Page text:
Later careerEdit

Hermann Gröhe at TV Show hart aber fair 2017

Since March 2018, Gröhe has been serving as deputy chairman of the CDU/CSU parliamentary group under the leadership of Volker Kauder (2017-2018) and Ralph Brinkhaus (since 2018). In this capacity, he oversees the group's initiatives on social affairs and development policy. He was also appointed to the Pension Commission of the Federal Ministry of Labour and Social Affairs, a body mandated to draft recommendations for Germany's old-age pension system.[12]

Other activitiesEdit

Corporate boardsEdit

  • Ecclesia Gruppe, Member of the Supervisory Board (since 2019)

Non-profit organizationsEdit

  • Hermann Kunst Foundation for the Promotion of New Testament Textual Research, Member of the Board of Trustees[13]
  • Internationales Bildungs- und Begegnungswerk (IBB), Member of the Board of Trustees[14]
  • German Forum for Crime Prevention (DFK), Ex-Officio Member of the Board of Trustees (2013-2018)[15]
  • Chrismon, Co-editor (2000-2009)
  • Evangelical Church in Germany (EKD), Member of the Council (1997-2009)
  • German Institute for Human Rights (DIMR), Member of the Board of Trustees (2001-)
  • Konrad Adenauer Foundation (KAS), Member of the Board (since 2001)
  • ZDF, Member of the Television Board

Political positionsEdit

Domestic politicsEdit

Ahead of the Christian Democrats’ leadership election in 2018, he publicly endorsed Annegret Kramp-Karrenbauer to succeed Angela Merkel as the party's chair.[16] For the 2021 leadership election, he later endorsed Armin Laschet.[17]

Human rightsEdit

Addressing a United Nations "interfaith" meeting in 2008, Gröhe defended the right to convert to another faith, a right not recognized in some Muslim countries; he called it "unacceptable that up until now laws in some countries threaten those who want to convert with the death penalty."[18]

After an 18-month-old boy died of measles in Berlin in 2015, Gröhe warned publicly that "those who refuse to vaccinate their children endanger not only them but others, threatening serious health problems."[19]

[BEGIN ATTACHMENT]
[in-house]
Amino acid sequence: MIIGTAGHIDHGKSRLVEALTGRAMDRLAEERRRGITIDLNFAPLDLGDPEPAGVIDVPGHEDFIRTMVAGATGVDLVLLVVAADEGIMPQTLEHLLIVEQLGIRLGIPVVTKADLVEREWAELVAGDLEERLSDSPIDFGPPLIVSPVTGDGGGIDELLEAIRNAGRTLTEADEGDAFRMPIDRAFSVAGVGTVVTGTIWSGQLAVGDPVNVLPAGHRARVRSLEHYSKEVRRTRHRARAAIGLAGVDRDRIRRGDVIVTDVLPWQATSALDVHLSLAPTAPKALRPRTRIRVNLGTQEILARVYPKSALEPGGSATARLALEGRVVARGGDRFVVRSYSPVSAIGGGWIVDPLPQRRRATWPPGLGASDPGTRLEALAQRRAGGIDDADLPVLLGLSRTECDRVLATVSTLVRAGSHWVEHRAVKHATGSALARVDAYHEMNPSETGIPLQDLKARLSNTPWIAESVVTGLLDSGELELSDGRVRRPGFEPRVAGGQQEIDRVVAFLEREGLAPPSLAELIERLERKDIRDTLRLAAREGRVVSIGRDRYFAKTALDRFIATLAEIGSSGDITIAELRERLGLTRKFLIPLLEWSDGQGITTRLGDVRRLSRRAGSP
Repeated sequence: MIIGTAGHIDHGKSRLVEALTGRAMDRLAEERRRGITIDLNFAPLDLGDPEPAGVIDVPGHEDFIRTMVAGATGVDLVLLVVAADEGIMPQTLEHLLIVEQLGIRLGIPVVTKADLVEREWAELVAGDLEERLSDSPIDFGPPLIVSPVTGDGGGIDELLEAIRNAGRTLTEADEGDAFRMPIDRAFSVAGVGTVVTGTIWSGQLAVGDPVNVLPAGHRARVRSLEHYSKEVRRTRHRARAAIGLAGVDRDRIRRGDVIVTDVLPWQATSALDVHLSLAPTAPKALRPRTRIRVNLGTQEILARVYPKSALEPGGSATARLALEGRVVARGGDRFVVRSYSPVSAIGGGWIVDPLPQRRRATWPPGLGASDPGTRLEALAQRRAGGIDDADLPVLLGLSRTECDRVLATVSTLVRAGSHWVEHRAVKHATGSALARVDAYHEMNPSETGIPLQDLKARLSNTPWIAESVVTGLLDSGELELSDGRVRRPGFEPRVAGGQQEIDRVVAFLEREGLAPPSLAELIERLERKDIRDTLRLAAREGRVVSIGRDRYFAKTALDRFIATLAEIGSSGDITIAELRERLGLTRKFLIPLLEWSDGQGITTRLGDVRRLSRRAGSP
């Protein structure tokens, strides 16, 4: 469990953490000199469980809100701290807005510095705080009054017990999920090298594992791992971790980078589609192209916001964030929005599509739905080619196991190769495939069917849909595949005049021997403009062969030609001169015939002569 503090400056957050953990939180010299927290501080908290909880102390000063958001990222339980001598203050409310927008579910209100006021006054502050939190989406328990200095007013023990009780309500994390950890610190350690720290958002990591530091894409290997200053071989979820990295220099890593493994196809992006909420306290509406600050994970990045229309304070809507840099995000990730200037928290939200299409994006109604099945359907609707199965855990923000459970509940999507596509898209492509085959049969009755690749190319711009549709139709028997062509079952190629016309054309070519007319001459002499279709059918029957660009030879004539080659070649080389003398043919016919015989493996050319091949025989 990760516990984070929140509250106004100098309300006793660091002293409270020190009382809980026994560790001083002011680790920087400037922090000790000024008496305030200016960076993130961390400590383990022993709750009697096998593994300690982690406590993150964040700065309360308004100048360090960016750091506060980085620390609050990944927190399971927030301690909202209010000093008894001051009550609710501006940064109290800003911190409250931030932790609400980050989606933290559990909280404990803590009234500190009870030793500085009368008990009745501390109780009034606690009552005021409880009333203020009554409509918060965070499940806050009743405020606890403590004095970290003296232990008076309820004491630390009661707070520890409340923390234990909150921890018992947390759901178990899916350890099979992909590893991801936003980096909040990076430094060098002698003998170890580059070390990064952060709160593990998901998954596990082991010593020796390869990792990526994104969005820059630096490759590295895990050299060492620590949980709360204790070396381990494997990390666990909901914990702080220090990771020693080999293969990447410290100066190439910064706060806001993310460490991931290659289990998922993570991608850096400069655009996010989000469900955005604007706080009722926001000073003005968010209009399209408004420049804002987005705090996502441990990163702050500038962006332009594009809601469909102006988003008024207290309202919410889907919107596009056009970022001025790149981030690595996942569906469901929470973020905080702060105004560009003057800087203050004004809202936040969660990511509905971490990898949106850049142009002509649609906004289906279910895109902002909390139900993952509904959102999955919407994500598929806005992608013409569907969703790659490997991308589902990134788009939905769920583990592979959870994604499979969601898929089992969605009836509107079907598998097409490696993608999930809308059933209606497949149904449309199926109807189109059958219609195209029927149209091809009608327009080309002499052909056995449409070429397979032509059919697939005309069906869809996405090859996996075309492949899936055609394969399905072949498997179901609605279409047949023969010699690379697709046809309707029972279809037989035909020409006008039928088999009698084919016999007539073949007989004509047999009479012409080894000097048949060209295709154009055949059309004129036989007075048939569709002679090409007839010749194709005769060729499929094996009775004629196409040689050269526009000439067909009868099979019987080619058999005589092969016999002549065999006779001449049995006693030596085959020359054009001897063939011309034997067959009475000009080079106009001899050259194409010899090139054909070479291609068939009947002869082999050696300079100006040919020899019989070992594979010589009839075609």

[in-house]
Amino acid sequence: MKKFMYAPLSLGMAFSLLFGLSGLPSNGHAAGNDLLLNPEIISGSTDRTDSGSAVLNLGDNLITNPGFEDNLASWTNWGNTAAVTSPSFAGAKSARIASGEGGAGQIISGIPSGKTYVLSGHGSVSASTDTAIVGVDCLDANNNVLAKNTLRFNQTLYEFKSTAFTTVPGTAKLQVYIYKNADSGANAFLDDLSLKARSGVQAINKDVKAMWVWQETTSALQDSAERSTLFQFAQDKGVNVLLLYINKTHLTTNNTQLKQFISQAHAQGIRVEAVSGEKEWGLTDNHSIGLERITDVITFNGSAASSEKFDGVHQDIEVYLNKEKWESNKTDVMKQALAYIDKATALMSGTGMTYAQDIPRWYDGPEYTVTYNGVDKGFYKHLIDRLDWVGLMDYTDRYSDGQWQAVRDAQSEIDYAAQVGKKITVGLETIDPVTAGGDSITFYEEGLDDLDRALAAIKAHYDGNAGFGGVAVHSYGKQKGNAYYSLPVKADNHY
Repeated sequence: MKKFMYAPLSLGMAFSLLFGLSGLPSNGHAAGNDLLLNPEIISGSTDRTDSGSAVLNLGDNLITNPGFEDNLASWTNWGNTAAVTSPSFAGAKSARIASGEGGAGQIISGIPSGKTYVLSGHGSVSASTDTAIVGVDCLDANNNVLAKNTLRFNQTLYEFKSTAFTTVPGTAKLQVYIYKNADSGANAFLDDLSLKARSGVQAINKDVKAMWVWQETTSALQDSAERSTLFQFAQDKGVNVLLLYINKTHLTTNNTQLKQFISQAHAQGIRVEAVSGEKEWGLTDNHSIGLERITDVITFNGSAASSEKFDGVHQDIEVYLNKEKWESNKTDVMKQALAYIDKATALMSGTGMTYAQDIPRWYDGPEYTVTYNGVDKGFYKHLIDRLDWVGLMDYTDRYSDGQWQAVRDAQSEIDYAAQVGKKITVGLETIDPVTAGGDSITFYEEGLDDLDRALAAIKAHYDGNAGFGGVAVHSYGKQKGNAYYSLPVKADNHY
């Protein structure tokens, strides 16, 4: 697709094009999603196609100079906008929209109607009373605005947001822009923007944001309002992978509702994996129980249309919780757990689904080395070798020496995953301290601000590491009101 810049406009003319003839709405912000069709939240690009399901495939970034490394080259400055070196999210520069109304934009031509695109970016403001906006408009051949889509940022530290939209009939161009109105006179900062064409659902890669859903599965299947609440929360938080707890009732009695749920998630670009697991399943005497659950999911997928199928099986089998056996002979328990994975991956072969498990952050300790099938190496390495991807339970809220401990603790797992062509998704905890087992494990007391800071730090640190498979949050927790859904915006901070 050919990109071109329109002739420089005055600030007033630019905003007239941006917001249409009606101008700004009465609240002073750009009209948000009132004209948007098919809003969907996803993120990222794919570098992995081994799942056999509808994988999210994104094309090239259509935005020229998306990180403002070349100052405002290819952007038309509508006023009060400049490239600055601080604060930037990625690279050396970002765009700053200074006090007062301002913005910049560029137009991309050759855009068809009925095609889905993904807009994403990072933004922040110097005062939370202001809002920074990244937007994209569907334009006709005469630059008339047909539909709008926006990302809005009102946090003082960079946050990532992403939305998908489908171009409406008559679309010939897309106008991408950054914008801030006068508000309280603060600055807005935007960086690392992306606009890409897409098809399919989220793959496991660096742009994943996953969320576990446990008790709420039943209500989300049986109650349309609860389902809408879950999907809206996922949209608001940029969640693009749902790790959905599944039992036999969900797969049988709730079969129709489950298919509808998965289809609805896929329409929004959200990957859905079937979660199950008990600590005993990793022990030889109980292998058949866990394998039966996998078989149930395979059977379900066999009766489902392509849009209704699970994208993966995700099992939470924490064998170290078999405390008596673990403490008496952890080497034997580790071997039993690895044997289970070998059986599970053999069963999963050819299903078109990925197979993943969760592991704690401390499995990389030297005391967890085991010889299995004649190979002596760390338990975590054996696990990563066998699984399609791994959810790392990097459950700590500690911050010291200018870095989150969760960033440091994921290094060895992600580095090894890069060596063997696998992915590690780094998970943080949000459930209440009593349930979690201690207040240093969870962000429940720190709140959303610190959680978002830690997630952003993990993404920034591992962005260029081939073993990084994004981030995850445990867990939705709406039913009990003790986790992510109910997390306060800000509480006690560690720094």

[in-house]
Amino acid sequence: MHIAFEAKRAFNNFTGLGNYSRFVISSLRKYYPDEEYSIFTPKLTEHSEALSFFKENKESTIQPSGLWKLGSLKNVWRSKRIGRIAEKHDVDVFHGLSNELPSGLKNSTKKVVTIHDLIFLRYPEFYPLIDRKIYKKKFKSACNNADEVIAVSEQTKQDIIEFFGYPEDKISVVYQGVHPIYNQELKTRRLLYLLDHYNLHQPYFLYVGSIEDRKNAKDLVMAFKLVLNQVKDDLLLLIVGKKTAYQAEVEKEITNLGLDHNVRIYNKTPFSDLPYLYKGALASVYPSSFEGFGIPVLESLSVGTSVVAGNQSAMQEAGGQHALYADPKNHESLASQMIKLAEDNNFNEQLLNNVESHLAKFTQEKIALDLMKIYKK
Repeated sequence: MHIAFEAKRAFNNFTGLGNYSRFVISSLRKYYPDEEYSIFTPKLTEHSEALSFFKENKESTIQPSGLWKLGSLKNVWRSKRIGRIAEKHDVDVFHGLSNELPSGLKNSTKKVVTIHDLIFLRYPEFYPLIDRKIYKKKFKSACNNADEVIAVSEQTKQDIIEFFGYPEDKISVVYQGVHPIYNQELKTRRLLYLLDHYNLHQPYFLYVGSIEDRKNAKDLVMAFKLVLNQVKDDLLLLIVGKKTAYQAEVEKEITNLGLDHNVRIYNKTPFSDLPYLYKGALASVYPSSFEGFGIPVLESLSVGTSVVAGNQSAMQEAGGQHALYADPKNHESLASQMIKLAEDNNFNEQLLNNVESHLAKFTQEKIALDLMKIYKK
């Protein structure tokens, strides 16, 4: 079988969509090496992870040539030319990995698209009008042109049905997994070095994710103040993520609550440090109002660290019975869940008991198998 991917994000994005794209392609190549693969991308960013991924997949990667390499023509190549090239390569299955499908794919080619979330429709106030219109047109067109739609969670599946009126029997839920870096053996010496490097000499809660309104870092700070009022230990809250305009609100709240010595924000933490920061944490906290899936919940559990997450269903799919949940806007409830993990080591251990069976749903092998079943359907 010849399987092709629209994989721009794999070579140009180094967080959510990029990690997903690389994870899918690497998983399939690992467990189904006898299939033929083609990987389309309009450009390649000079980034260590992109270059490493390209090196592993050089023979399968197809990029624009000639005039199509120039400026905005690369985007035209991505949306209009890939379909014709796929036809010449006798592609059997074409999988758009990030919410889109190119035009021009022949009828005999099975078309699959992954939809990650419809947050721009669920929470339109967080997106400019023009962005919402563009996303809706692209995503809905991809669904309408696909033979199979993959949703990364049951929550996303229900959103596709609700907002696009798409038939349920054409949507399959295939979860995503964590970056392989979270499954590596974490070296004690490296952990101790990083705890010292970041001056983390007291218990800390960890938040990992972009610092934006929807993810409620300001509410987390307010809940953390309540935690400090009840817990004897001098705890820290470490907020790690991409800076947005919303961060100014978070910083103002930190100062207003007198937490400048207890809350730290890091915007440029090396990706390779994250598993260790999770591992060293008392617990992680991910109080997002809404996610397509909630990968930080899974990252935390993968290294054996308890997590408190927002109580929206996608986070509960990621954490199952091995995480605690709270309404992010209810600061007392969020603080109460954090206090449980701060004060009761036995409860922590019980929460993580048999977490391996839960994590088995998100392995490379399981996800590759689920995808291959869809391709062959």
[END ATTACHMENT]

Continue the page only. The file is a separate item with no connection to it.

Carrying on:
In June 2017, Gröhe voted against Germany's introduction of same-sex marriage.[20]

In April 2020, Gröhe co-signed – alongside around 50 other members of his parliamentary group – a letter to President of the European Commission Ursula von der Leyen which called on the European Union to take in children who were living in migrant camps across Greece.[21][22]

Personal lifeEdit

Gröhe is married with former hospital administrator[23] Heidi Oldenkott-Gröhe; they have three sons and one daughter. He is a Protestant.[1]


  1. ^ a b c http://www.hermann-groehe.de/page/57.htm Hermann-grohe.de. Retrieved 16 December 2013. Archived at WebCite.
  2. ^ Introducing the new German cabinet: Party loyalist Deutsche Welle. Retrieved 16 December 2013
  3. ^ Patrick Donahue (December 15, 2013), German Chancellor Merkel’s Third-Term Cabinet: List of Ministers Bloomberg News.
  4. ^ Elizabeth Schumacher (October 17, 2014), Germany passes elderly care reform despite opposition's criticism Deutsche Welle.
  5. ^ Stefan Wagstyl (December 7, 2014), Political upstart challenges Germany’s greying leaders Financial Times.
  6. ^ Stefan Wagstyl (December 9, 2014), Merkel eyes relief for German taxpayers Financial Times.
  7. ^ Daniel Tost (April 8, 2015), German ministers visit West Africa with ‘lessons from Ebola’ EurActiv.
  8. ^ Sarah Boseley (May 18, 2015), Plan to reform WHO after Ebola to be unveiled by Angela Merkel The Guardian.
  9. ^ High-Level Commission on Health Employment and Economic Growth – Commissioners World Health Organization.
  10. ^ Landesvertreterversammlung: Gröhe führt Landesliste der NRW-CDU zur Bundestagswahl an Rheinische Post, February 18, 2017.
  11. ^ Members of the Coalition Talks with CSU and SPD CDU.
  12. ^ Rentenkommission "Verlässlicher Generationenvertrag" vorgestellt Federal Ministry of Labour and Social Affairs, press release of May 3, 2018.
  13. ^ Board of Trustees Hermann Kunst Foundation for the Promotion of New Testament Textual Research.
  14. ^ Board of Trustees
  15. ^ Board of Trustees Archived 2018-04-20 at the Wayback Machine German Forum for Crime Prevention (DFK).
  16. ^ Reaktionen auf den CDU-Parteitag Rheinische Post, December 7, 2018.
  17. ^ CDU-Parteivorsitz: Ex-Gesundheitsminister Gröhe wirbt für Laschet als künftigen CDU-Chef Augsburger Allgemeine, December 13, 2021.
  18. ^ Patrick Worsnip (November 13, 2008), Bush promotes religious freedom at UN gathering Reuters.
  19. ^ German toddler dies of measles amid vaccine debate Al Jazeera, February 23, 2015.
  20. ^ Diese Unionsabgeordneten stimmten für die Ehe für alle Die Welt, June 30, 2017.
  21. ^ Charlotte Raskopf (April 6, 2020), 50 CDU-Abgeordnete fordern Aufnahme von Flüchtlingskindern aus griechischen Lagern Handelsblatt.
  22. ^ Robert Roßmann (April 6, 2020), Mehr als 50 Unionsabgeordnete fordern Aufnahme von Flüchtlingskindern Süddeutsche Zeitung.
  23. ^ Helga Bittner (March 7, 2015), Die Ministergattin hat im Familien-Kabinett das Sagen Rheinische Post.